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Vivek Ramaswamy speaks at the Lincoln Dinner
Vivek Ramaswamy speaks at the Lincoln Dinner in Des Moines, Iowa, on July 28.Sergio Flores / AFP via Getty Images file

Ramaswamy mimics Revolutionary-era pamphlets with event handouts

The campaign, which also used large "truth" pillars as props at a recent event, is trying to make its events more of an "experience" for attendees.


CONCORD, N.H. — Vivek Ramaswamy is fully embracing the spirit of his campaign: “revolution.”

At a backyard house party in Amherst, New Hampshire on Thursday afternoon, his campaign handed out pamphlets called “Truth. For the Patriots of America.” The font and color of the pamphlets resemble 18th-century documents from the Revolutionary War era.

Event handouts from Vivek Ramaswamy.
Event handouts from Vivek Ramaswamy.Emma Barnett / NBC News

Ramaswamy referenced the pamphlets while addressing voters. He referred to them as a “Thomas Paine-style calls to revolution.”

Ramaswamy believes we are in a “revolutionary moment.” He said people receiving the equivalent of these pamphlets 250 years ago thought they had their “share of problems too.”

Ramaswamy told voters, “If our founding fathers were alive today, I think they would genuinely say that it is time for a second kind of American Revolution, not violence, not something that is a physical revolution but a revival of the ideals that we set into motion in this country 250 years ago.”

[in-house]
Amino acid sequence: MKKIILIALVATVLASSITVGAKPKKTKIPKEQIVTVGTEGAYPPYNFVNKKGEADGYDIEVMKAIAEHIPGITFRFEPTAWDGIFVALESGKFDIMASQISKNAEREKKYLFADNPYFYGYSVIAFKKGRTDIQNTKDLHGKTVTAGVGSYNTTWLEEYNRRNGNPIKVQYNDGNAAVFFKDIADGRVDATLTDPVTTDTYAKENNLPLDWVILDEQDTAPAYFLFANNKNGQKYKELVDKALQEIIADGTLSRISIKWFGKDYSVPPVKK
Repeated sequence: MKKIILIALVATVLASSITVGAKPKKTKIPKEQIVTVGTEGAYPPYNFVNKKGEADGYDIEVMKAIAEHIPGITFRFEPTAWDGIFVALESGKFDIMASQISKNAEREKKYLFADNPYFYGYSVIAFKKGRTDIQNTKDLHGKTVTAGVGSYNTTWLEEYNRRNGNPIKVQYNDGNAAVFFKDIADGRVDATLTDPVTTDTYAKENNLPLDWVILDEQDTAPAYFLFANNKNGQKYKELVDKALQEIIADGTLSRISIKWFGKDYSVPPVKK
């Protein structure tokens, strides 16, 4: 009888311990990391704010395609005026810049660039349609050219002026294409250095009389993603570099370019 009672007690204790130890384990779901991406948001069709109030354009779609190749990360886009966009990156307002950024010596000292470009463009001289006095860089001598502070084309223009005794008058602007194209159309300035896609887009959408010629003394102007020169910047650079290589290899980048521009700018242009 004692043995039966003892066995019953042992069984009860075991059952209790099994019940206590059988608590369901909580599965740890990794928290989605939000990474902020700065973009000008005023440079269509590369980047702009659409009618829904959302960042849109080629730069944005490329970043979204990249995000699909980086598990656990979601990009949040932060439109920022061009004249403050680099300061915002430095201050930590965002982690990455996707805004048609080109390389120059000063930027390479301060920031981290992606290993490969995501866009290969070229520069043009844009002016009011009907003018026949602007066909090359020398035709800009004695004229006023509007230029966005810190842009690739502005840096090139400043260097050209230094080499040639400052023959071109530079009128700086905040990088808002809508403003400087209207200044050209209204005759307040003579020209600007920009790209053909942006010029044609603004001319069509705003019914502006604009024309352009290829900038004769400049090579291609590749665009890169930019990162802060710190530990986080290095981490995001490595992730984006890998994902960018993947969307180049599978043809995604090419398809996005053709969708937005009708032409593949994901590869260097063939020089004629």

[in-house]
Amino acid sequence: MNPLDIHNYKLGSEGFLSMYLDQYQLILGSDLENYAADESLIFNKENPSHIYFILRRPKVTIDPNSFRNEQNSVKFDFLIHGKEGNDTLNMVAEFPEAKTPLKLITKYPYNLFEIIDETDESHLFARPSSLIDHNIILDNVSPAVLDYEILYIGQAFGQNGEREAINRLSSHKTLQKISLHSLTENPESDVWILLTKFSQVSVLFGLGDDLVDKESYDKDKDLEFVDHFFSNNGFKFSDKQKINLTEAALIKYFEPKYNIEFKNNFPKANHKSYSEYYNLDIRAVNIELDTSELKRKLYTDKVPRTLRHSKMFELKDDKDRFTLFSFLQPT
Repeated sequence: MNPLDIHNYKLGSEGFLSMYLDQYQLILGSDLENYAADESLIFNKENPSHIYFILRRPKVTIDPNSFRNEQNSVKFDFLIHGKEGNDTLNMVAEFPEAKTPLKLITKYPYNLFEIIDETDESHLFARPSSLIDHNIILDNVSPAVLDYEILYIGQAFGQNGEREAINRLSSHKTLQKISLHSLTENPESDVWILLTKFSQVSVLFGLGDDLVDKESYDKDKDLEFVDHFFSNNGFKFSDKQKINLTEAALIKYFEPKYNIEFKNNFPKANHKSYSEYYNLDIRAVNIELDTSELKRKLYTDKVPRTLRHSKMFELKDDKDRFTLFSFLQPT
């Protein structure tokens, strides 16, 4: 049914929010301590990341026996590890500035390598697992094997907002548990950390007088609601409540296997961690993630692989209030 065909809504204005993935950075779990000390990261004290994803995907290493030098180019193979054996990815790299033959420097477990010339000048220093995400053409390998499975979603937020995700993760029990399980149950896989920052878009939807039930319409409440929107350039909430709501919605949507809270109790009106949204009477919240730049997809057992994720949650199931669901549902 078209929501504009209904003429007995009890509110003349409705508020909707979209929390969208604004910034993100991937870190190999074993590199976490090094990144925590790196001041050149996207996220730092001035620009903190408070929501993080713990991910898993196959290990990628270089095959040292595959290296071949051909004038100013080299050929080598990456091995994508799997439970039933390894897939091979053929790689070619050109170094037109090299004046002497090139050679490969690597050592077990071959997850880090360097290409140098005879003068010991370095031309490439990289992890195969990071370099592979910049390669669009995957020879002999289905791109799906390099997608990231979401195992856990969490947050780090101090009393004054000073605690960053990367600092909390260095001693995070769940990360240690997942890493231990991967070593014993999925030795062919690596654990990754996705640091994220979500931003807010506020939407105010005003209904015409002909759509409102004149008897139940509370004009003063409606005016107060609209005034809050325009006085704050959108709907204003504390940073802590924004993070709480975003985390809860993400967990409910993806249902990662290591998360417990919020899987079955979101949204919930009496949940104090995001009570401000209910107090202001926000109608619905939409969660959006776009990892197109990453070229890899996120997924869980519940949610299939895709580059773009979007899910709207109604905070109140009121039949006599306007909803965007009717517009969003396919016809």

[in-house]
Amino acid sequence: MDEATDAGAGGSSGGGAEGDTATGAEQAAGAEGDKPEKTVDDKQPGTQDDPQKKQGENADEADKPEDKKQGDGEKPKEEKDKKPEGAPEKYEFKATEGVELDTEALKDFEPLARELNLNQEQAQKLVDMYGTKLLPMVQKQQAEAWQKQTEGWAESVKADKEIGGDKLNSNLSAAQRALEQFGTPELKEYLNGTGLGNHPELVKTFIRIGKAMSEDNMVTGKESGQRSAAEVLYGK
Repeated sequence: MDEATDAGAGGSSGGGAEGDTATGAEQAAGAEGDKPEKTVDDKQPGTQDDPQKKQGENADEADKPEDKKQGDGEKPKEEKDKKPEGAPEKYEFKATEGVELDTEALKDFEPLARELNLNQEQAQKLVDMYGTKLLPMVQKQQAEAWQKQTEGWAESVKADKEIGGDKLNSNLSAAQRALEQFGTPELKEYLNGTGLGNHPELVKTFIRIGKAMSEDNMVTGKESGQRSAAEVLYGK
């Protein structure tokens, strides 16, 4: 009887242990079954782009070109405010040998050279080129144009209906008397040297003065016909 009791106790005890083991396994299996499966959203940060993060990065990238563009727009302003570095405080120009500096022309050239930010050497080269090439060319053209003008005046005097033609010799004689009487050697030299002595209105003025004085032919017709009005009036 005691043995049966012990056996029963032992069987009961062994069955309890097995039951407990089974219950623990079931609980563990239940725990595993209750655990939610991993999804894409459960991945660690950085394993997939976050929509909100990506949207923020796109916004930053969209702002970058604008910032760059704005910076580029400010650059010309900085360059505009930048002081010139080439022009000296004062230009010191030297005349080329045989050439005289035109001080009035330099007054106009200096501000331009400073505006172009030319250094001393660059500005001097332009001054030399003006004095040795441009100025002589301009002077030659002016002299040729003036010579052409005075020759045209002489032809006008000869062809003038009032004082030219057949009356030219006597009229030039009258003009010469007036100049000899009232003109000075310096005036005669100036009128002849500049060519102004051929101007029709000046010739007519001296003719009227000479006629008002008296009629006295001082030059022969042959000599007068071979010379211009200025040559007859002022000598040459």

Meanwhile, when speaking at events in Milford and Concord, New Hampshire on Thursday, Ramaswamy stood in front of two large “pillars” that listed his “10 truths” which form the backbone of his campaign stump speech. 

The campaign’s goal is to make his events more of an “experience” for people making the time to come see Ramaswamy in person.

“The whole thing is how this is a 1776 movement. Does [the] GOP want reform or revolution? Vivek is on the side of revolution,” Ramaswamy communications director Tricia McLaughlin told NBC News.

“It’s a revolution about taking back who we are as a country, taking back the patriotism,” Fred Doucette, New Hampshire state chair and senior adviser for Ramaswamy’s campaign, told NBC News. “That’s what this country was founded on. It was founded on a revolution. It was both free speech at its core, and freedom at its core.”